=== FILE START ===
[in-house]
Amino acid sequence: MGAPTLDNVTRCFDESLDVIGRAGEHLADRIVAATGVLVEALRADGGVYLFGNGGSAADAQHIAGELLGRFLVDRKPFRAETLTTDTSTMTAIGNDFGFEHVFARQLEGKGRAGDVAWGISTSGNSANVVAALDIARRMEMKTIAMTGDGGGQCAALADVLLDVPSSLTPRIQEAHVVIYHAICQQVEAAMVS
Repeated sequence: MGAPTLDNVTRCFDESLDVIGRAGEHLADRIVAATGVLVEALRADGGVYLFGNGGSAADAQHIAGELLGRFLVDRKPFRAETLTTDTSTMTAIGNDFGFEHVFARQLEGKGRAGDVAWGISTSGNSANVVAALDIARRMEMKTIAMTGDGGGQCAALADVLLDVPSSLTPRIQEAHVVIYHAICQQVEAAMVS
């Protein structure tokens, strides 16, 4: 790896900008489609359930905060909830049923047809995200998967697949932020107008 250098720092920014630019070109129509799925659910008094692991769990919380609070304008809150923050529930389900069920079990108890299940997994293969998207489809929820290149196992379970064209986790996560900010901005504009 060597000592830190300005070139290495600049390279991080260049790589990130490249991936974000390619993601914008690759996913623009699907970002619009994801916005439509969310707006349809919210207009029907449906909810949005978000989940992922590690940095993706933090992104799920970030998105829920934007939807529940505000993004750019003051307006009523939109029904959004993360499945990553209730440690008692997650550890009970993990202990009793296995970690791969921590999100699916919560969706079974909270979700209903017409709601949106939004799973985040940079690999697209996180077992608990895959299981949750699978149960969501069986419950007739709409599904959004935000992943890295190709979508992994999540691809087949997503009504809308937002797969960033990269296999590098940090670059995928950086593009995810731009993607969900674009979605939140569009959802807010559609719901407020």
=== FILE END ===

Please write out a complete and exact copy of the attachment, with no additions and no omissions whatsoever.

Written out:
[in-house]
Amino acid sequence: MGAPTLDNVTRCFDESLDVIGRAGEHLADRIVAATGVLVEALRADGGVYLFGNGGSAADAQHIAGELLGRFLVDRKPFRAETLTTDTSTMTAIGNDFGFEHVFARQLEGKGRAGDVAWGISTSGNSANVVAALDIARRMEMKTIAMTGDGGGQCAALADVLLDVPSSLTPRIQEAHVVIYHAICQQVEAAMVS
Repeated sequence: MGAPTLDNVTRCFDESLDVIGRAGEHLADRIVAATGVLVEALRADGGVYLFGNGGSAADAQHIAGELLGRFLVDRKPFRAETLTTDTSTMTAIGNDFGFEHVFARQLEGKGRAGDVAWGISTSGNSANVVAALDIARRMEMKTIAMTGDGGGQCAALADVLLDVPSSLTPRIQEAHVVIYHAICQQVEAAMVS
């Protein structure tokens, strides 16, 4: 790896900008489609359930905060909830049923047809995200998967697949932020107008 250098720092920014630019070109129509799925659910008094692991769990919380609070304008809150923050529930389900069920079990108890299940997994293969998207489809929820290149196992379970064209986790996560900010901005504009 060597000592830190300005070139290495600049390279991080260049790589990130490249991936974000390619993601914008690759996913623009699907970002619009994801916005439509969310707006349809919210207009029907449906909810949005978000989940992922590690940095993706933090992104799920970030998105829920934007939807529940505000993004750019003051307006009523939109029904959004993360499945990553209730440690008692997650550890009970993990202990009793296995970690791969921590999100699916919560969706079974909270979700209903017409709601949106939004799973985040940079690999697209996180077992608990895959299981949750699978149960969501069986419950007739709409599904959004935000992943890295190709979508992994999540691809087949997503009504809308937002797969960033990269296999590098940090670059995928950086593009995810731009993607969900674009979605939140569009959802807010559609719901407020």